Zeina Durra talks ‘Luxor’ and filmmaking as an Arab woman

Zeina Durra talks ‘Luxor’ and filmmaking as an Arab woman
“Luxor” is an introspective character study that makes brilliant and dignified use of its Middle Eastern setting. (Supplied)
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Updated 09 March 2020

Zeina Durra talks ‘Luxor’ and filmmaking as an Arab woman

Zeina Durra talks ‘Luxor’ and filmmaking as an Arab woman
  • The idea for the film came to the director in a dream

LOS ANGELES: As the saying goes, ‘Good things come to those who wait.’ For fans of writer-director Zeina Durra, the old adage holds true. The London-born talent — whose mother is Bosnian-Palestinian and whose father is Jordanian-Lebanese — made a splash back in 2010 at Park City, Utah’s iconic Sundance Film Festival with the release of “The Imperialists Are Still Alive!” The film was a provocative depiction of an Arab woman’s life post-9/11 New York City. Now, ten years later, Durra has released her second feature film, “Luxor.” Arab News sat down with the filmmaker to find out more.




The idea for the film reportedly came to Durra in a dream. (Supplied)

The idea for the film reportedly came to Durra in a dream. The NYU Film School graduate had been working on another movie, which was unfortunately in the process of falling apart. In the midst of this crisis, her pregnancy and a bout of the flu, Durra had a dream of a woman walking through the city of Luxor. When she woke up, she began making calls and writing the script. Production was delayed by her third pregnancy but after her son was born, they began shooting.

The film centers on the character of Hana (Andrea Riseborough), a surgeon who, after harrowing work treating patients injured in the Syrian warzone, retreats from her station on the Jordanian Syrian border to the titular Egyptian city. Having lived there in her twenties, Hana attempts to find solace from the stress and horrors she witnessed during her work.

“I’m really obsessed with grief and how you heal from it because of my Middle Eastern and Bosnian background,” Durra said. “Wars and pain and suffering are almost seen as normal in these cultures. I think that’s subconsciously something I’ve always wanted to deal with.”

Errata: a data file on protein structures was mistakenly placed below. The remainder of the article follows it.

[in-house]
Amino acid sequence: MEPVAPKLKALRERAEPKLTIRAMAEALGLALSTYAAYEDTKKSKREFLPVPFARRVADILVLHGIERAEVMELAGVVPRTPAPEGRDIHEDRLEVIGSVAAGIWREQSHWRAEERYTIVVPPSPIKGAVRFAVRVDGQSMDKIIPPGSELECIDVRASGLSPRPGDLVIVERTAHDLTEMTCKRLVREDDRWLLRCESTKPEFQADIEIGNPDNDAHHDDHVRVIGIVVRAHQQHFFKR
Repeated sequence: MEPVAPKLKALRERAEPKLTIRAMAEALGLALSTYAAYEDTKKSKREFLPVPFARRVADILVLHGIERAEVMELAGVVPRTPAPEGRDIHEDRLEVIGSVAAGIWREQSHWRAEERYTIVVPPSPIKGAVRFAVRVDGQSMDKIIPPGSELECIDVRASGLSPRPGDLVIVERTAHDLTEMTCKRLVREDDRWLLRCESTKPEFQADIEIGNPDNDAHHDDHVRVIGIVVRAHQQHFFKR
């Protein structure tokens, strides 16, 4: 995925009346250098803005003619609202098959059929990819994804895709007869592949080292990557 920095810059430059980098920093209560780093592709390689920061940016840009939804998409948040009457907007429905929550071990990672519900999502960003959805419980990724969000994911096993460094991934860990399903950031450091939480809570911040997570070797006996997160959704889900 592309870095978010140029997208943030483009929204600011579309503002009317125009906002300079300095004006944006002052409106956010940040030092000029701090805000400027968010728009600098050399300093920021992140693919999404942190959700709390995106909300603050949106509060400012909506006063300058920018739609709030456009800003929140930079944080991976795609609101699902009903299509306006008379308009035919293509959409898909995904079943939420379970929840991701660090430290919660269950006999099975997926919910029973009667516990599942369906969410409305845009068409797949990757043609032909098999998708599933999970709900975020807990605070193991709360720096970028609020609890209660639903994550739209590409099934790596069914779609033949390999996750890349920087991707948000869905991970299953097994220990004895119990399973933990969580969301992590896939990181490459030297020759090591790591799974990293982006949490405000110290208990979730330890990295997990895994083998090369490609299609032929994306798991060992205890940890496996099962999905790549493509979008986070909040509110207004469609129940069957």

Karim Saleh, Zeina Durra and Andrea Riseborough at the premiere of “Luxor” during the Sundance Film Festival. (Supplied)

Hana’s sabbatical is interrupted by a chance encounter with Sultan (Karim Saleh), an old friend and former lover from their time studying together in Luxor. Riseborough and Saleh bring so much to the film, conveying complex emotions through body language and delivery and allowing the script’s quiet scenes and simple dialogue to flourish. There is definite chemistry between the characters as well as the actors, though the romance does not take center stage. 

“The film is about her, and it’s about him creating this opportunity for her to look back at her choices,” Durra said. “He doesn’t save her. She saves herself. His presence is just an opportunity for her to think about how she wants to live again.”

In a way, “Luxor” is the inverse of “The Imperialists Are Still Alive!”, as the latter depicts a Middle Eastern experience in a Western country and the former shows a Westerner in the Middle East. Despite this, the film does not fall into the trap of orientalizing. “Luxor” is not portrayed as a stereotypical mysterious and exotic locale for Hana to escape her pain. It’s a real city crowded with tourists, but with a history and beauty that helps her to process and eventually overcome trauma.

Critical reception of “Luxor” has been largely positive, which is a major boon to Durra who confessed some of the struggles she has faced in trying to get her movies produced. 

“I realize that a lot of people couldn’t understand a script written by a woman because it wasn’t in their experience,” Durra said. “It didn’t resonate with them, and obviously you finance what resonates with you.”

The struggles have proved fruitful, however, not only because of the success of Durra’s films, but also because they have brought increased opportunity to future generations of filmmakers.

“I had a lot to deal with, but it’s amazing now,” Durra said. “And I’m really happy for what this means for younger filmmakers. We’ve already been there fighting for them.”

“Luxor” is an introspective character study that makes brilliant and dignified use of its Middle Eastern setting. The two leads carry the film with nuanced performances that plumb the depths of trauma, guilt as well as the path to recovery.